Healing Greets Veterans at 'Welcome Home' Doors
A new Pentagon report found that suicides among active-duty military troops dropped by 15 percent last year. While that means prevention programs might be working, the amount of reserve soldier suicides is still going up.
One man's mission to help veterans heal from their past starts with one prayer at a time.
Before becoming a priest, Nigel Mumford spent seven years as a drill instructor for England's Royal Marine Corp.
His military service included combat, where he experienced the horrors of war up close
"I was shot at three times, blown up five times. I was wounded in the head," Mumford said.
His wounds, however, were not only physical.
"The biggest fear I had as a drill instructor was that one of the guys I was taking through basic training would die. And four of them did and that pushed me right over the edge," Mumford said. "I couldn't speak for a week, and I shuttered very badly for six months with full-blown shell shock."
Mumford's recovery has been a long process.
"There were many triggers - the car would backfire and I would hit the deck and roll over with an imaginary gun in my hand," he said. "It's been very slow."
That all changed when he received healing for his emotional and mental pain through a spiritual experience.
"I was back on the street and God really did something with me and brought the memory back but with Christ in the memory," he shared. "And that was the defining moment."
'Welcome Home' Healing
After returning from the wars in Iraq and Afghanistan, U.S. military personnel have been killing themselves in alarming numbers. An estimated 22 veterans commit suicide every day.
Psychiatrists blame the suicides on PTSD, or Post-Traumatic Stress Disorder.
Father Mumford hopes to provide help and healing to veterans through his ministry called "The Welcome Home Initiative."
The project is an intense three-day retreat for combat veterans who suffer from PTSD designed to provide them a safe place that can begin a healing process.
"We want to hear their story and we listen, we love and we pray. We don't condemn, we don't condone," Mumford said.
"We listen as Christ would listen," he continued. "We invite Christ into the memory, so really what we're doing is replaying the DVD in their mind and at some point stop pushing the pause button and then having them look around for Christ. Where is Christ in this memory?"
"And that is the key to setting captives free from memories that haunt and really these men and women have been haunted," he said.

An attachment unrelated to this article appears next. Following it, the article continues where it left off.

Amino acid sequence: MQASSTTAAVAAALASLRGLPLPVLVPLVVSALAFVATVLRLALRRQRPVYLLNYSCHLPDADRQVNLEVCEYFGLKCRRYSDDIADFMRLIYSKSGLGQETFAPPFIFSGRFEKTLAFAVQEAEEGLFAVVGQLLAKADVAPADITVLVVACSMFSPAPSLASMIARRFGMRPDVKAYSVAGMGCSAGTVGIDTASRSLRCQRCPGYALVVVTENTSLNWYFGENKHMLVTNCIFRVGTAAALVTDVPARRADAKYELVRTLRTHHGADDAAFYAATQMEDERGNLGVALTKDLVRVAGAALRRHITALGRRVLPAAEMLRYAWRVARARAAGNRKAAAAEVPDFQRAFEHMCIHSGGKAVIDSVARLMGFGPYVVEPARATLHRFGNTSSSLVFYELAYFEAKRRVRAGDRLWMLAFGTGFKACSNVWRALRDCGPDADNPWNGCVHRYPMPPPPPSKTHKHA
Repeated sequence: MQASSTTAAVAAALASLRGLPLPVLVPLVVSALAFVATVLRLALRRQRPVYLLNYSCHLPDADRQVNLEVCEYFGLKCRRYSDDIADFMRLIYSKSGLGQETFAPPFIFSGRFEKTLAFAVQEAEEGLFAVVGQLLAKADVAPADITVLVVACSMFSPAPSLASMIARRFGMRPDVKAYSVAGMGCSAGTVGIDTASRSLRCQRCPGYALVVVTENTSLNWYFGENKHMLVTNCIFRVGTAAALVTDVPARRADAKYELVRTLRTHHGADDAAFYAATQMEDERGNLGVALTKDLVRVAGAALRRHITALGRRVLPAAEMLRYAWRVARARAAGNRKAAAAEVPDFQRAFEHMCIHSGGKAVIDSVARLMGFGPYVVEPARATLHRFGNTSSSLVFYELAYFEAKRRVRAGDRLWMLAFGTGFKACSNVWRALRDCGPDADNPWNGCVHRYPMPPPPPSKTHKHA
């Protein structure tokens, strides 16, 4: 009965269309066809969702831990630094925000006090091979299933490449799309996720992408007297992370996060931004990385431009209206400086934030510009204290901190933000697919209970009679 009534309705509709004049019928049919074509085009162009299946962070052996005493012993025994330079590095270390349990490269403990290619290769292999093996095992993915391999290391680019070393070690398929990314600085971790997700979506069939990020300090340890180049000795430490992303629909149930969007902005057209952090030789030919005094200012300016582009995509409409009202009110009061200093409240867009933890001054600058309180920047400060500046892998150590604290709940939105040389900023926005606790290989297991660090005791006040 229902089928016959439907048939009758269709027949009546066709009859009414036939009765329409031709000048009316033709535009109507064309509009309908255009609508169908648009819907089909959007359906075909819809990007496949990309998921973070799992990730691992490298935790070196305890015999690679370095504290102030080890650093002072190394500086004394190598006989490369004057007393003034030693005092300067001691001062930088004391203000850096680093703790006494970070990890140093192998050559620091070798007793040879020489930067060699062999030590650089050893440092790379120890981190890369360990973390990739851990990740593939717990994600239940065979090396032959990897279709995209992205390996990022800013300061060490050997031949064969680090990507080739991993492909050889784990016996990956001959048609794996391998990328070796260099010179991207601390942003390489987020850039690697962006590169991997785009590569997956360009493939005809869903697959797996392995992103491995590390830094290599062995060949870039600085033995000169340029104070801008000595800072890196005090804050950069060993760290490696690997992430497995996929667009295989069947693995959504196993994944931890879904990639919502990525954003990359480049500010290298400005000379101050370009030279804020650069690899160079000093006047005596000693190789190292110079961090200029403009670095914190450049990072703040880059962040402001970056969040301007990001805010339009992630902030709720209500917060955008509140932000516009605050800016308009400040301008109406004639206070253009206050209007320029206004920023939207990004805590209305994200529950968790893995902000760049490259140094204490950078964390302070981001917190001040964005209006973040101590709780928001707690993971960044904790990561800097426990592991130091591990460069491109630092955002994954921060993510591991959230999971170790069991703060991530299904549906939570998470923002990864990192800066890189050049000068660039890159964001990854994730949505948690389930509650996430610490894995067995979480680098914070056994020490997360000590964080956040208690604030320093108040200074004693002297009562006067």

Silently Suffering, Boldly Healing
Of the 2 million American veterans from Iraq and Afghanistan, experts estimate as many as 300,000 may silently suffer from PTSD, making programs like "Welcome Home" vital.
"If we can save one life or hundreds of lives through this ministry in bringing Christ into that wound, knowing that memories can be healed - that's the key," Mumford said.
Bruce Kittleson helps the military community through the group Olive Branch International. He credits the "Welcome Home Initiative" with providing help and hope to veterans both past and present.
"People who after the war poured their lives into making a life creating businesses and having family and grandchildren and then when they reach retirement those issues from World War II came back up because they don't go away by themselves and so they have to be dealt with. Healing has to be brought to them," Kittleson said.
A key goal is helping veterans deal with the memory and pain of taking a human life.
"God told me to anoint the trigger finger on this man who was a sniper and to actually put oil on the finger and to set that trigger finger free," Mumford said. "The Bible's very clear in the 10 Commandments, 'Thou shalt not kill,' which is actually 'Thou shall not commit murder.'"
"But in Ecclesiastes it says 'There is a time to kill and a time to heal,'" he continued. "For veterans, that's a big deal. I've met people who are so hurt by that. They've condemned themselves."
A Longing Met
Joe longed to be free from tormenting thoughts following his service in Vietnam.
He said help from government sponsored programs only lasted a short time, so he didn't put much faith in the "Welcome Home Initiative."
"When I went, honestly, my thoughts about it - 'This is another one of those deals where I'm going to go do another program and I'm going to leave there just like I got there.' I might feel better surfacely (sic) for a day or two and then same old, same old because that's what I experienced all those coping stuff," Joe explained.
But he said this time, something just clicked.
"There's a general peace about the situation that was never there before and I would encourage anybody and I think God can really honestly use this to show a person his realness because if you struggled with this thing for 40 years and you see it taken care of, I mean any part of it at all - you gotta see God," Joe said.
More Than a Patch Job
Other vets agree that spiritual connection is the key to lasting peace.
"You can provide physically the nurture and everything else, but if you don't have a spiritual back up and a background on things to really help people and have the Lord just come in and really minister graphically to these people then it's only really a patch job," veteran Tim Thomas said
Mumford hopes to expand the program through churches and other organizations.
DVD teachings are available for groups to use with the hope that combat veterans can find the healing and freedom they desperately need and so rightfully deserve.
"It's such a privilege," Mumford said. "It's like you're holding a soul in your hand for a moment and you're just seeing that person melt and come back to reality."